Researchers Produce Data Demonstrating Einstein's Theory Of Relativity Einstein's theory of relativity posits that time -- what we perceive to be regular, consistent ticks on our watches -- isn't actually constant. Thought experiments from the early 1900s challenged our understanding of time, and now scientists have actual data to back Einstein up.
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Revealing, Reveling In Einstein's Relativity

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Revealing, Reveling In Einstein's Relativity

Revealing, Reveling In Einstein's Relativity

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  • <iframe src="" width="100%" height="290" frameborder="0" scrolling="no" title="NPR embedded audio player">
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Most of us have, at some point, had the experience of time seeming to slow down - just ask a third-grader waiting for that final bell on the last day of school. But Einstein's theory of relativity says time really can slow down. And now, scientists have measured these time changes in our everyday lives. NPR's Joe Palca has our report.

JOE PALCA: Before we talk about the new results, we first have to talk about the nature of time. It's hard think of time as something that varies.

Dr. SEAN CARROLL (Theoretical Physicist, Caltech): It's just so counterintuitive to our everyday lives.

PALCA: Sean Carroll is a theoretical physicist at Caltech in Pasadena.

Dr. CARROLL: The miracle is that Einstein's way of thinking about it wasn't forced by some dramatic experiment that anyone did. It was really, just pure thought.

PALCA: The pure thought lead Einstein to the conclusion that light, not time, was the constant. It doesn't matter if you're standing still or traveling on a rocket ship, if you turn on a light and measure its speed, it will always be the same. But if that's true, it leads you to the inevitable conclusion that time has to be flexible.

Dr. CARROLL: And this is something that people have difficulty wrapping their minds around, because it doesn't show up in any obvious way in our everyday lives. It's a very, very subtle effect until you're flying close to a black hole, or moving close to the speed of light.

PALCA: To demonstrate this effect, I've asked my colleague David Greene to take a little trip on the NPR space ship. And unlike the clunkers that NASA flies, NPR's special space ship can travel close to the speed of light. I asked David to take a clock with him, and record a greeting when he was about 86 percent of the speed of light.

GREENE: Hi, Joe. How - you doing?

PALCA: That's how David would sound if I were standing next to him on the rocket ship. But if I were able to listen to him from here on Earth, this is how he would sound.

(Soundbite of ticking clock)

GREENE: Hi, Joe. How - you doing?

PALCA: To me, his time would have slowed down. That's what part of the theory of relativity predicts. But Einstein realized there was more to it.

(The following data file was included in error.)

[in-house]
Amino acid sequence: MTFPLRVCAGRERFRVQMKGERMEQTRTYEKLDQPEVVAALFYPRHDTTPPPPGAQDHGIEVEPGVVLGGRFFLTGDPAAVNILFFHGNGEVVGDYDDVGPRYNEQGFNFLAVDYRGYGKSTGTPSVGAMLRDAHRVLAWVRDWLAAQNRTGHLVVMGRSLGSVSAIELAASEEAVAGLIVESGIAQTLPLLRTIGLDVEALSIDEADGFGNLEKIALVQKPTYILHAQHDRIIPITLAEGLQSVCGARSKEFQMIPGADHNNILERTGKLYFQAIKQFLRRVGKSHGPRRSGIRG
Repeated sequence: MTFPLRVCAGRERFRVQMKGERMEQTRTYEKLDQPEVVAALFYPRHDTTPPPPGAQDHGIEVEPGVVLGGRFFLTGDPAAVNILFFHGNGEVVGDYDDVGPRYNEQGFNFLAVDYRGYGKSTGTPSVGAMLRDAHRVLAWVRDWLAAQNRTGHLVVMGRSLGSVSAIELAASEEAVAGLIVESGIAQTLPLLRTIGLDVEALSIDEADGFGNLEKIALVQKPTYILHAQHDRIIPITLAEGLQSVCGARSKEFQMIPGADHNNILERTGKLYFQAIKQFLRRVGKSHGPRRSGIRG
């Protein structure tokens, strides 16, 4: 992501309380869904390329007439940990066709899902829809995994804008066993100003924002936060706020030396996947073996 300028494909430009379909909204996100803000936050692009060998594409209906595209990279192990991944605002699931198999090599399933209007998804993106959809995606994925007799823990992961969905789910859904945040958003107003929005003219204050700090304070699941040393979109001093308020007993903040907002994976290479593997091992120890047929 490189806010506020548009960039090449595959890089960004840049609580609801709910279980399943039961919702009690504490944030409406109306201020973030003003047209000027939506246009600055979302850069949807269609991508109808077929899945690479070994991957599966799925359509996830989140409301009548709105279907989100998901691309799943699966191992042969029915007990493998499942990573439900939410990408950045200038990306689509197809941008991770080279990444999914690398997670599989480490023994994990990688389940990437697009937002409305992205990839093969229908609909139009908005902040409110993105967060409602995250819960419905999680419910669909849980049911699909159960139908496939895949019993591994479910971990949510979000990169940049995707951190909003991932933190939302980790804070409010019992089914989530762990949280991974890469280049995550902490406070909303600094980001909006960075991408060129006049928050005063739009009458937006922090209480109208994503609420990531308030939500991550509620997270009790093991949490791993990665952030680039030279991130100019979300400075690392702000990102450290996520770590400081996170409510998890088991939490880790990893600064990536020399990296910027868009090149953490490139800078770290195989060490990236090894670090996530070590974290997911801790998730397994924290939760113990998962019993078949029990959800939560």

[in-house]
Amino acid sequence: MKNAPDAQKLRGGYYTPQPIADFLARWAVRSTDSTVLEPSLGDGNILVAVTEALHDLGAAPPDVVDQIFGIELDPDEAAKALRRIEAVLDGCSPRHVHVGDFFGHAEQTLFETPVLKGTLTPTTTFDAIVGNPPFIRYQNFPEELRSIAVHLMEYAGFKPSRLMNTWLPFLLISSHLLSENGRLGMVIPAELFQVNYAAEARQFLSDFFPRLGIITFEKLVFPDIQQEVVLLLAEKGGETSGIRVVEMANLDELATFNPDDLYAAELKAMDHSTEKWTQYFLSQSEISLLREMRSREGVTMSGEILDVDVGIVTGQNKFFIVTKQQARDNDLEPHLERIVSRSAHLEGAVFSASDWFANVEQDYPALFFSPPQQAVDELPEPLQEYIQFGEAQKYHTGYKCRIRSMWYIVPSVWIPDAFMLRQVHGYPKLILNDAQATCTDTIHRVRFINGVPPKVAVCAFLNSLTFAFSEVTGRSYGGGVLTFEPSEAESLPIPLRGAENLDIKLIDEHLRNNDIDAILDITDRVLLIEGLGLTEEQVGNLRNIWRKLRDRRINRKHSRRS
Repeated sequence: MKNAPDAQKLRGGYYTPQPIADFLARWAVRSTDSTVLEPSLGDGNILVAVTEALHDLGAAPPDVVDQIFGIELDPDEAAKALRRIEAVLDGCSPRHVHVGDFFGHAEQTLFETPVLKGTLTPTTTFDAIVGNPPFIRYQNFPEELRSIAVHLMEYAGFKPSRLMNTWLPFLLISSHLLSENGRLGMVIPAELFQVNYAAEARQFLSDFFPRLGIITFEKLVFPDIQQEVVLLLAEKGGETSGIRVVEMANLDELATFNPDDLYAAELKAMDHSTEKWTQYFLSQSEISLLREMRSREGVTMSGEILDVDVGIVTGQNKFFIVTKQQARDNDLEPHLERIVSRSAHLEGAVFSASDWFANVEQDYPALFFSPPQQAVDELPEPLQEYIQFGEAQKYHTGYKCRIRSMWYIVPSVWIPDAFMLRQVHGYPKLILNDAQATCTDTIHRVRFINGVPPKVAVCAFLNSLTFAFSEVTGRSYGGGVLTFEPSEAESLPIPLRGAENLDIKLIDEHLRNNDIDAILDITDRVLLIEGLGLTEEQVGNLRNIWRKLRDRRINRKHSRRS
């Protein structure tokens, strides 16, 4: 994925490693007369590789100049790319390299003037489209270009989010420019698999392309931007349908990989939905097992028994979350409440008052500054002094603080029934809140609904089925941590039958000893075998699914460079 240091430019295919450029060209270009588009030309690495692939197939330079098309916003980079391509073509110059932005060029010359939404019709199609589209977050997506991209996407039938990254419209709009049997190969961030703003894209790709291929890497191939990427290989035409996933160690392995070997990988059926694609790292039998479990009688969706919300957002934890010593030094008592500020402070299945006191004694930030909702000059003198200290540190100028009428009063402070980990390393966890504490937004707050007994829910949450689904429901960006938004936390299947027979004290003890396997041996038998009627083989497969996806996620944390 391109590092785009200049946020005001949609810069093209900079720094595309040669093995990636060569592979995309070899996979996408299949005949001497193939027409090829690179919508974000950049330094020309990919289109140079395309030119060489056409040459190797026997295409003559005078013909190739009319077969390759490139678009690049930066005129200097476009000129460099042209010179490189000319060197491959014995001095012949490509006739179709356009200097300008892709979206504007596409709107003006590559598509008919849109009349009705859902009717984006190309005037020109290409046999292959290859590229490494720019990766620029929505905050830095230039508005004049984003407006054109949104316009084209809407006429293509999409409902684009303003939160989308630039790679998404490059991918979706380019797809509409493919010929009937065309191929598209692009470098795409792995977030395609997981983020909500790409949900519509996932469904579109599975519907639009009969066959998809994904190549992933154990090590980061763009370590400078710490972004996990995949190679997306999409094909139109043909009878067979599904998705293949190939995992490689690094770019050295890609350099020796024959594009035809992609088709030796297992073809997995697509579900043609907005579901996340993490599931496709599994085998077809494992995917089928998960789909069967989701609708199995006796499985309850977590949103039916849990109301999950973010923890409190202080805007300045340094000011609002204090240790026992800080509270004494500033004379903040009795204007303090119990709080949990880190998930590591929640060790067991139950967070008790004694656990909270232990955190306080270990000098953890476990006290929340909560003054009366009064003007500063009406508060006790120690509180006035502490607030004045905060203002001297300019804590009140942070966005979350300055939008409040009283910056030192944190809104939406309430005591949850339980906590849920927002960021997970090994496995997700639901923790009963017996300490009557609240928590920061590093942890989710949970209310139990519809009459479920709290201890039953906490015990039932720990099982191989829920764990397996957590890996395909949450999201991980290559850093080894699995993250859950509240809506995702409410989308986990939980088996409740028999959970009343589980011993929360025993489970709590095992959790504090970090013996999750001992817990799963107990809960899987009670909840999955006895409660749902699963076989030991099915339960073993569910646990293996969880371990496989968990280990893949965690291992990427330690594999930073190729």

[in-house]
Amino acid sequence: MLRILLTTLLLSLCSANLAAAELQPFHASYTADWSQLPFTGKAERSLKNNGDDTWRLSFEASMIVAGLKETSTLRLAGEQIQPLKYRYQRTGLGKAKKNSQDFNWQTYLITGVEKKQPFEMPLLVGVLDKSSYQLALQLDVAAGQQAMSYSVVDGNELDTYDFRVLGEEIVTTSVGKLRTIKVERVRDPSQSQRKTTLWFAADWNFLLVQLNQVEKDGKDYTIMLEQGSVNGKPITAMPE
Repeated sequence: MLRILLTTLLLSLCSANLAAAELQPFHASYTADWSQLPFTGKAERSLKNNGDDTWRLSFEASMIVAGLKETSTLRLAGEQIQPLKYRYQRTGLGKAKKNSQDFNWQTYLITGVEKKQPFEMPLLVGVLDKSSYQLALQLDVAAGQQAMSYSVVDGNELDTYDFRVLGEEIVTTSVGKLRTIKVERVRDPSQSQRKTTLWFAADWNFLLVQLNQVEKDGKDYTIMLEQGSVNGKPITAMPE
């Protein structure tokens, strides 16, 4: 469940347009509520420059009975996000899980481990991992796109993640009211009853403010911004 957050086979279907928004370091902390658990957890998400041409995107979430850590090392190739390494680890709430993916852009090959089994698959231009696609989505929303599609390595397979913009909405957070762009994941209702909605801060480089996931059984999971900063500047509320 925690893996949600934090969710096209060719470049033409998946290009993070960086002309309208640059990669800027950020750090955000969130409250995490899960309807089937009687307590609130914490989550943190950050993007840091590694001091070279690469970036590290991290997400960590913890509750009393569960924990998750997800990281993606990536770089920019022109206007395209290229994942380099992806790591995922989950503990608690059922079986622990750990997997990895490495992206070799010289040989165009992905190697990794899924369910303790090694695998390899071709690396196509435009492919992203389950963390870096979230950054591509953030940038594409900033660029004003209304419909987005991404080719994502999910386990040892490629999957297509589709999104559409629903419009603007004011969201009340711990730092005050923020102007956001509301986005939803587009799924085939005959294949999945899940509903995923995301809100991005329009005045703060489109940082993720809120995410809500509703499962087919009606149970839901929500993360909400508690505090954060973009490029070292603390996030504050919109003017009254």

Dr. CARROLL: He realized that not only does the amount of time you experience depend on how fast you move and how much you accelerate, it also depends on your gravitational field - how deeply you're imbedded in the gravitational field.

PALCA: The closer you are to a massive gravitational field like the Earth, the more the slowing of time. So time moves faster for someone sitting on the top of a flagpole compared to someone sitting on the ground, because the top of the flagpole is farther from the mass of the Earth and therefore, experiences less pull from gravity.

And now, finally, we're ready to talk about the new results. Using extremely accurate clocks, scientists at the National Institute of Standards and Technology in Boulder were able to measure these tiny changes in time caused by movement and gravity - not in imaginary space ships, but in their lab in Colorado.

Dr. CARROLL: What these guys were able to do was just measure that to absolutely unprecedented accuracy and precision. So, they're really driving home the fact that a clock moves faster on the second floor of your house than on the first floor.

PALCA: Physicist James Chin-wen Chou is one of those guys. As he reports in the journal Science, a clock moving at about 20 miles per hour ticks a tiny fraction of a second slower than a stationary clock - a really tiny fraction.

POST-BROADCAST CORRECTION: Dr. Chin-Wen Chou meant to say 15 zeros, and then some number after 15 zeros.

Dr. CHIN-WEN CHOU: Zero-point-zero and then there would be 17 zero, and then some number after the 17 zero.

PALCA: James Chin-wen Chou is as interested in designing extremely precise clocks as he is in relativity. His latest clock uses the vibrations of an aluminum atom missing an electron to measure time. And as Einstein's work suggests, getting time exactly right is trickier than you might think.

By the way, David Greene made it safely back to Earth. Thanks for helping out, David.

GREENE: It's a pleasure, Joe. Thanks for the trip.

PALCA: Joe Palca, NPR News, Washington.

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